Thursday, December 04, 2008

Not A Pretty Sight

Sen. Sherrod Brown (D-OH) sat down to talk to Rachael Maddow this afternoon and compared the approach Congress took to the Investment Banking Industry and the Big 3 Auto Industry. Nobody wanted to know how much the minions of Banking were making, the CEOs got looked at. Nobody wanted extensive plans promising results or even specified results for the Banks but Auto is another thing. The only argument I could make in favor of bailing out the plutocrats of paper pushing was that a lack of credit mobility would kill business in this country. We don't have that, but what we do have is the spectacle of those who make things and whose disintegration will kill a large segment of the economy treated as children. Brown noted that almost all the employees of one wear a ties or similar and the others work with their hands. He said it was, "not a pretty sight."

About the only entity with clean hands in the Big 3 collapse is the union worker. The banks are using government money for about everything except lending to businesses and consumers. It would be easy to kick the snot out of them for that, except for one nasty little fact, large chunks of the borrowing market aren't good credit risks. This isn't just about the foreclosed houses, that missed credit card payment, the late utility bills, the lay-off notice all have impacts. This is also a consequence of the BushCo and St Ronnie view that increasing the wealth of the already wealthy at the expense of the ordinary citizen was good policy.*

*Asterisked because it's besides the point, try once in history to find a situation in which wealth worked its way down.

Management made a stupid error when they traded pension benefits for wages, it certainly helped them look good on the books for awhile, but an expanding pension class with contracting work force and market has had its consequences. The effects of health care costs on all businesses are making doing business more expensive than it should be. Finally there is a little matter of our trade policies.

Some management decisions such as focus on large and expensive vehicles are castigated as neanderthal. When there is a per vehicle cost hole going on between yourself and your competitors, you make that up with the larger price tag of that market segment and cover your losses on the smaller units. That is not a long term strategy that will work out well.

What I find infuriating is the attitude within some circles that there is some simple scapegoat in that mess and that it really is the Unions or even that it is management. I scarcely excuse the short sightedness or even outright stupidity exercised by the Big 3 but government can take onto its shoulders a lot of responsibility for the environment they have had to try to swim in. To allow the banks to get away virtually scott free in the face of their recklessly greedy behavior and cut the Big 3's throats with self-righteous bleating is inexcusable. When derivatives were first brought out as investment vehicles there were multiple warnings that they were high risk poorly understood vehicles and to be regarded as risk capital investments only. Instead banks built entire business models around them and then compounded the danger by writing swaps on top of that house of cards. Car makers didn't sell people gasoline soaked cars with Bic lighters as accessories, which would be comparable.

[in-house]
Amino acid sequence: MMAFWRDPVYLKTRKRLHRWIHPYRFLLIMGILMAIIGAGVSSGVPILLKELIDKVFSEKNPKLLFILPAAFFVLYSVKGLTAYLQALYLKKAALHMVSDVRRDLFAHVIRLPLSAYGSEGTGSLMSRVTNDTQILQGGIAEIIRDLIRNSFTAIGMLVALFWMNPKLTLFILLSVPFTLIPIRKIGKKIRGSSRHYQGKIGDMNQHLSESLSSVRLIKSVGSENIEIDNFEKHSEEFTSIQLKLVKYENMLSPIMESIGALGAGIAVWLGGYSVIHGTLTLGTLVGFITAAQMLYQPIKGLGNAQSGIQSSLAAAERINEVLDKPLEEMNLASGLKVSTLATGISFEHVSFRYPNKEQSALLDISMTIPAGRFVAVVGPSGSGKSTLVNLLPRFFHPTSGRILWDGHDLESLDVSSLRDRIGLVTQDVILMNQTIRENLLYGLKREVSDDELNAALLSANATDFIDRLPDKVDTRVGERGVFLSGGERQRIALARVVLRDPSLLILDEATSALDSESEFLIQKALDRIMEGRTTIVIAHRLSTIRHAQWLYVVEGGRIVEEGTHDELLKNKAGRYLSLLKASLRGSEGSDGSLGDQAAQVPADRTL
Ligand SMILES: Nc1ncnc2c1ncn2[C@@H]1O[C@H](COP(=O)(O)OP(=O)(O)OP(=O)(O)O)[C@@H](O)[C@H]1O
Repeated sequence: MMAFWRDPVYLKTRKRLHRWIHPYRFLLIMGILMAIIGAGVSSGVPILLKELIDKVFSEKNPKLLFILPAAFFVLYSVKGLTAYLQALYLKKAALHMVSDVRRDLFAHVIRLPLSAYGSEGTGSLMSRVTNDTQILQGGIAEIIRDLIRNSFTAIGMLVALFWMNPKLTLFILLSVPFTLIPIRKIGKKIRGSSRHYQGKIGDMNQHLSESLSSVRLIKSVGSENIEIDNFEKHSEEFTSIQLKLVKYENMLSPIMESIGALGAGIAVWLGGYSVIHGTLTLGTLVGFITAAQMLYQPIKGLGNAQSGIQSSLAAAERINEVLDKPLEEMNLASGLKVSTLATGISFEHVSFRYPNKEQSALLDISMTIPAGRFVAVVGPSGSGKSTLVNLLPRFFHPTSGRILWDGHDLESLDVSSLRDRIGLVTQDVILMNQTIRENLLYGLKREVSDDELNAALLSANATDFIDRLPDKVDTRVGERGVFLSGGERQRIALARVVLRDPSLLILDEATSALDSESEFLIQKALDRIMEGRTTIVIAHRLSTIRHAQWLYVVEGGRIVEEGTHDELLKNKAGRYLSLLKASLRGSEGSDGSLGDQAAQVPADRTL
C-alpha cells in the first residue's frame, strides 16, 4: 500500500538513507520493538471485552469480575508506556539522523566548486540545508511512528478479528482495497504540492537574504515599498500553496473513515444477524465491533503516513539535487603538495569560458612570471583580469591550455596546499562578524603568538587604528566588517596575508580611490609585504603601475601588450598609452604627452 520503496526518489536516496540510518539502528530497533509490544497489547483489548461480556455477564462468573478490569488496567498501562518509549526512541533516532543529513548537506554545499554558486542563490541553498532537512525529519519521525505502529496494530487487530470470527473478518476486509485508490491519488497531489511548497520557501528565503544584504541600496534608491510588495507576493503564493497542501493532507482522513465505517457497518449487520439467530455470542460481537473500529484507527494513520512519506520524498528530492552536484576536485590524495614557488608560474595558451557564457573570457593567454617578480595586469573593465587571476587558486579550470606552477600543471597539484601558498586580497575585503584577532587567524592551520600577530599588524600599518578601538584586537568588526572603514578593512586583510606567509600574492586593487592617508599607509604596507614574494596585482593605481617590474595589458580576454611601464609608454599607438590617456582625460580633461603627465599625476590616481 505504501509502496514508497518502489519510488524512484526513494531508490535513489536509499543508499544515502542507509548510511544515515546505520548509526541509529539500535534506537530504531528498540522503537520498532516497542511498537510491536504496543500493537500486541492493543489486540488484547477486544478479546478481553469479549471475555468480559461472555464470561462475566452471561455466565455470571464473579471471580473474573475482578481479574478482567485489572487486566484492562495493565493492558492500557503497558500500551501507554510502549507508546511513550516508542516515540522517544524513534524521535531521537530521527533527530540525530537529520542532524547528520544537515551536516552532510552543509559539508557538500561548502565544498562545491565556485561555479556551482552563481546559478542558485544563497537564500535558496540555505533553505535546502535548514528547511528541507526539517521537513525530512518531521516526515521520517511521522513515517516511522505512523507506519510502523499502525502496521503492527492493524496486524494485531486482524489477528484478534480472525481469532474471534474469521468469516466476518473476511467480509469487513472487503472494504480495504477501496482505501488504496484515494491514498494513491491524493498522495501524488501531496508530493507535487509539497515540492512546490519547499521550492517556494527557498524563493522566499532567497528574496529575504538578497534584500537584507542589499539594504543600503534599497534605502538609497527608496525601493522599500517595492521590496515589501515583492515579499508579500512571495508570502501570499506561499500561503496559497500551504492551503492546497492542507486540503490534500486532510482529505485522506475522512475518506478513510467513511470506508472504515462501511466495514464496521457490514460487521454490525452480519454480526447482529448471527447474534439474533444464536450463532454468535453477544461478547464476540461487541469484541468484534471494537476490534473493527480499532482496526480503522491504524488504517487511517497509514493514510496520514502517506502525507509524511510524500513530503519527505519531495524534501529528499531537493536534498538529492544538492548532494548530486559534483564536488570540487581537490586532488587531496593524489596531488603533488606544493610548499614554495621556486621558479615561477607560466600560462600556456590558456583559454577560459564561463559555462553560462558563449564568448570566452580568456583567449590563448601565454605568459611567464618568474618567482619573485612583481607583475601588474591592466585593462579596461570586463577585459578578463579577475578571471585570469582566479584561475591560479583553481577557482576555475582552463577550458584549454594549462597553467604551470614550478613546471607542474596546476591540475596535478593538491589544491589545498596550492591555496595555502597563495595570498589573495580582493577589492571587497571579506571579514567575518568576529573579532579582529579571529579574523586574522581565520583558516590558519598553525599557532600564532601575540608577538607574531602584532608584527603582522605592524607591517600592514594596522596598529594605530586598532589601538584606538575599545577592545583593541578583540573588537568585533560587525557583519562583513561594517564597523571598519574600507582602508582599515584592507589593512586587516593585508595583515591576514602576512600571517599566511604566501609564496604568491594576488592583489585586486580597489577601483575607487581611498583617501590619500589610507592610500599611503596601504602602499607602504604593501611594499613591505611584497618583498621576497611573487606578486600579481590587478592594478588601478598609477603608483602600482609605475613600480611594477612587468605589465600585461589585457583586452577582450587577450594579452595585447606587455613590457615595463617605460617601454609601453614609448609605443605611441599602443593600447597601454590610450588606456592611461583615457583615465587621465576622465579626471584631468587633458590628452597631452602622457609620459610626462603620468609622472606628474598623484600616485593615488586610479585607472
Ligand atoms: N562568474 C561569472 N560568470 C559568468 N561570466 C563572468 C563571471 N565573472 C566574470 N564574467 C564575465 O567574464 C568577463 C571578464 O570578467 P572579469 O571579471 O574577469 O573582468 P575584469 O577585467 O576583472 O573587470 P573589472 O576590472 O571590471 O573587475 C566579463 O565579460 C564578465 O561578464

I've spent over two years publicly howling about the damage that has been accruing in this economy and by this point it is so systemically screwed-up that simple minded solutions aren't going fix it. If money does not move around within the system it is going to lock up tight and if the majority of the people who move money around (the citizenry) don't have it or are scared about their future can't or won't spend they also can't earn. This is the ultimate paradox of the supply side or trickle down stupidity that has become accepted thought over the last 30 years.

This, my friends, is Reagan-omics in action.


KISS said...

I'm not a very smart man, I admit to not knowing the in and outs of high finance. After spending [ pun intended] a good many years reading and using the stock market I came away completely befuddled and had no idea of how it functioned. I was not a day trader, I was in for the long haul and I followed advice from my broker, he left the business after Enron was caught cheating.
I also quit the market and read where Warren Buffet also agreed that derivatives and Hedge funds were something he did not understand, I felt better.
You go on to say Reaganomics is to blame and you may be right, but every president after has followed the abysmally path of treachery aimed at the working class. The unions also blindly followed that same path investing in the stock market and congratulating themselves for how smart they were. In Oregon they even invested in KKR known union busters.
And now Chuck here we part ways as Obamanomics goes hand in hand with the status quo.
Remember, there are 20,000 soldiers ready to battle those that might oppose the ruling class, betcha Obama will keep and maybe add more troops to our gestapo in the making.

Chuck Butcher said...

I won't argue that Clinton did no more than put some brakes on it in some senses and accelerate it in others. As for Obama, let's give the guy a chance to actually do something before we decide he's nothing like what he's presented. No, he's not a lefty, he wouldn't be President elect if he were.

Chuck Butcher said...

The "Comments Box" article was aimed at you also, KISS.

KISS, with pride said...

" The "Comments Box" article was aimed at you also, KISS." absolutely it is your blog, feel free to delete any comments by me.
So long Chuck

Chuck Butcher said...

It was aimed at you getting acquainted you touchy thing.